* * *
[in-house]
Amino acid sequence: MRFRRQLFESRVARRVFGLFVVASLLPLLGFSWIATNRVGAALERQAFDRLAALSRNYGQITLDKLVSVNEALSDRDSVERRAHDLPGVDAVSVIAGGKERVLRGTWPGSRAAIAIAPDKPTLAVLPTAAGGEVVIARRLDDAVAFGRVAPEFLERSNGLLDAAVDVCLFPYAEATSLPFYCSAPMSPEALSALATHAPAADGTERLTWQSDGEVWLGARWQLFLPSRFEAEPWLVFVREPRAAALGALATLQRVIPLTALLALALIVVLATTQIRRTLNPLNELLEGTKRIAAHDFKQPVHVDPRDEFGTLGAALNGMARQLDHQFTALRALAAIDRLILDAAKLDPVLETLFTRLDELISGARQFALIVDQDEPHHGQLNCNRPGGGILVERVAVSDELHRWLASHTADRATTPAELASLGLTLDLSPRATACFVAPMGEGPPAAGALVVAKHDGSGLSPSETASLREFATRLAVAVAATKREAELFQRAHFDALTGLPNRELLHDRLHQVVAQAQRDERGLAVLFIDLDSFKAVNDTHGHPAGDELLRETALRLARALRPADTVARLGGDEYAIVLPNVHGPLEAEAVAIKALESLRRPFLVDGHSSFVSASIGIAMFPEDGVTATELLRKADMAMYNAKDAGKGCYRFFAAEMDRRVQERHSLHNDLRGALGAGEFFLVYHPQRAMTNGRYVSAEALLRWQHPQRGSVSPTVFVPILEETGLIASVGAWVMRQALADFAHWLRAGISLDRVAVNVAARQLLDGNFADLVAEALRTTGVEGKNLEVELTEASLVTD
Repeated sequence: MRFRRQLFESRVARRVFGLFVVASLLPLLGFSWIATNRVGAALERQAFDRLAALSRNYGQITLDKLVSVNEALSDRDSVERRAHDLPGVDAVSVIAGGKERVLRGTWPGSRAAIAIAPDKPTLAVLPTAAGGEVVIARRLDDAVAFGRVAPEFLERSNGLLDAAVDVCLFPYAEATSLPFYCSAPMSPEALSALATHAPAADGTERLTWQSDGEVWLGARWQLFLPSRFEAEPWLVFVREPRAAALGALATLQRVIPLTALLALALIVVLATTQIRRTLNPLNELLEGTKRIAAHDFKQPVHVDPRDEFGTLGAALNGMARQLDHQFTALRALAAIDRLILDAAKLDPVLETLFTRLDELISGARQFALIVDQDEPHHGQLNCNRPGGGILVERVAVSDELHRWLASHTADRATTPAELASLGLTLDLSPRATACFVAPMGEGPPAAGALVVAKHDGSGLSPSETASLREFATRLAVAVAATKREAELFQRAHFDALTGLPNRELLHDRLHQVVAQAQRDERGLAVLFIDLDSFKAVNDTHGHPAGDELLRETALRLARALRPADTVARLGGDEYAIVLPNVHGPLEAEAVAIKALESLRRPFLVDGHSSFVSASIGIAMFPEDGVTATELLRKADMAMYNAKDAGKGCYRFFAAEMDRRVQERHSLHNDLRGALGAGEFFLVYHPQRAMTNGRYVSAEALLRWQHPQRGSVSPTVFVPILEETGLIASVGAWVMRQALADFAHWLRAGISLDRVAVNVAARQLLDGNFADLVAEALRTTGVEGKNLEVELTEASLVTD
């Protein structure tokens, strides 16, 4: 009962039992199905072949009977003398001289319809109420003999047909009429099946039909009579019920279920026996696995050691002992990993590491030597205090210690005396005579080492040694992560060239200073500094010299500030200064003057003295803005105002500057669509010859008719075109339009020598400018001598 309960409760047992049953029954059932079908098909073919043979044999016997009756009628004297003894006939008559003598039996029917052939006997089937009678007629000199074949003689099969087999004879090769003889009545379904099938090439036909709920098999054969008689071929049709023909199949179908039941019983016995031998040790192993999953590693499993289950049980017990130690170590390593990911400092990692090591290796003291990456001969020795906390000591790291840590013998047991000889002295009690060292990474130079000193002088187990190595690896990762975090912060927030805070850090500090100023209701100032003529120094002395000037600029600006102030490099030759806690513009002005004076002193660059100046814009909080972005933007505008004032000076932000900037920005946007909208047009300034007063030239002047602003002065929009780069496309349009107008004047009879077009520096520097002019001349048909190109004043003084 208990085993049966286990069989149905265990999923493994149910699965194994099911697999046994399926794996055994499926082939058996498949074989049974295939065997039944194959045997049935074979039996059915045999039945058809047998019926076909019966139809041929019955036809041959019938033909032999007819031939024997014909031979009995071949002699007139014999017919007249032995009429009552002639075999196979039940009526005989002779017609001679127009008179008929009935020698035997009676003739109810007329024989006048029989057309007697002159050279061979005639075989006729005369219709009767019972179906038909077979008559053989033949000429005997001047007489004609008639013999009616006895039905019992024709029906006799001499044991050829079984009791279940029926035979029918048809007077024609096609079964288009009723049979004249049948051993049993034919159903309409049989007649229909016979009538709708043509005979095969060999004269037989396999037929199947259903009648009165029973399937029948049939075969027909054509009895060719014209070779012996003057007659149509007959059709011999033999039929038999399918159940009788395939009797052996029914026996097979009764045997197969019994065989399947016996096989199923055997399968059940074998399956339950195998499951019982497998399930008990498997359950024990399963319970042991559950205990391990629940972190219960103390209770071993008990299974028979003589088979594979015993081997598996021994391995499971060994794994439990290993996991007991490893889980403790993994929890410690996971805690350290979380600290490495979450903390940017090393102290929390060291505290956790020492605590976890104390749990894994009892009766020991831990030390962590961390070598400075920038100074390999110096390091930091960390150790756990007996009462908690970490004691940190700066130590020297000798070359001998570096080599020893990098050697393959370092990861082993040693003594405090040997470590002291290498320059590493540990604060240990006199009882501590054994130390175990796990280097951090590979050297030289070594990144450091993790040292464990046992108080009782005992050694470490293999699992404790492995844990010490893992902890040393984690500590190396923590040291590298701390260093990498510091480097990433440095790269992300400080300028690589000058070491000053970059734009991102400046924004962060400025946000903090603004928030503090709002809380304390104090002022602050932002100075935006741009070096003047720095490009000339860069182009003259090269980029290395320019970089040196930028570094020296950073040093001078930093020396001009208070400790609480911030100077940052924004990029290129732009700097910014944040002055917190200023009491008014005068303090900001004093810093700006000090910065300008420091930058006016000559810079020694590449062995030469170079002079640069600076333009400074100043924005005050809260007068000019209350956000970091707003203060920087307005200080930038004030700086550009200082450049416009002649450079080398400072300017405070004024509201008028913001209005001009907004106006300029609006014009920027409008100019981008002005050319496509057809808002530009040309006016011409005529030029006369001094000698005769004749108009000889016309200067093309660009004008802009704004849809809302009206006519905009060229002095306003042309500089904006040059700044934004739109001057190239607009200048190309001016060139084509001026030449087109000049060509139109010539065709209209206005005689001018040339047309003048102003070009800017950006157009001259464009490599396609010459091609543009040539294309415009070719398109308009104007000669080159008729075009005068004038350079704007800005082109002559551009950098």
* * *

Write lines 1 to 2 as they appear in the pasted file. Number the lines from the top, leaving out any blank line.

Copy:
[in-house]
Amino acid sequence: MRFRRQLFESRVARRVFGLFVVASLLPLLGFSWIATNRVGAALERQAFDRLAALSRNYGQITLDKLVSVNEALSDRDSVERRAHDLPGVDAVSVIAGGKERVLRGTWPGSRAAIAIAPDKPTLAVLPTAAGGEVVIARRLDDAVAFGRVAPEFLERSNGLLDAAVDVCLFPYAEATSLPFYCSAPMSPEALSALATHAPAADGTERLTWQSDGEVWLGARWQLFLPSRFEAEPWLVFVREPRAAALGALATLQRVIPLTALLALALIVVLATTQIRRTLNPLNELLEGTKRIAAHDFKQPVHVDPRDEFGTLGAALNGMARQLDHQFTALRALAAIDRLILDAAKLDPVLETLFTRLDELISGARQFALIVDQDEPHHGQLNCNRPGGGILVERVAVSDELHRWLASHTADRATTPAELASLGLTLDLSPRATACFVAPMGEGPPAAGALVVAKHDGSGLSPSETASLREFATRLAVAVAATKREAELFQRAHFDALTGLPNRELLHDRLHQVVAQAQRDERGLAVLFIDLDSFKAVNDTHGHPAGDELLRETALRLARALRPADTVARLGGDEYAIVLPNVHGPLEAEAVAIKALESLRRPFLVDGHSSFVSASIGIAMFPEDGVTATELLRKADMAMYNAKDAGKGCYRFFAAEMDRRVQERHSLHNDLRGALGAGEFFLVYHPQRAMTNGRYVSAEALLRWQHPQRGSVSPTVFVPILEETGLIASVGAWVMRQALADFAHWLRAGISLDRVAVNVAARQLLDGNFADLVAEALRTTGVEGKNLEVELTEASLVTD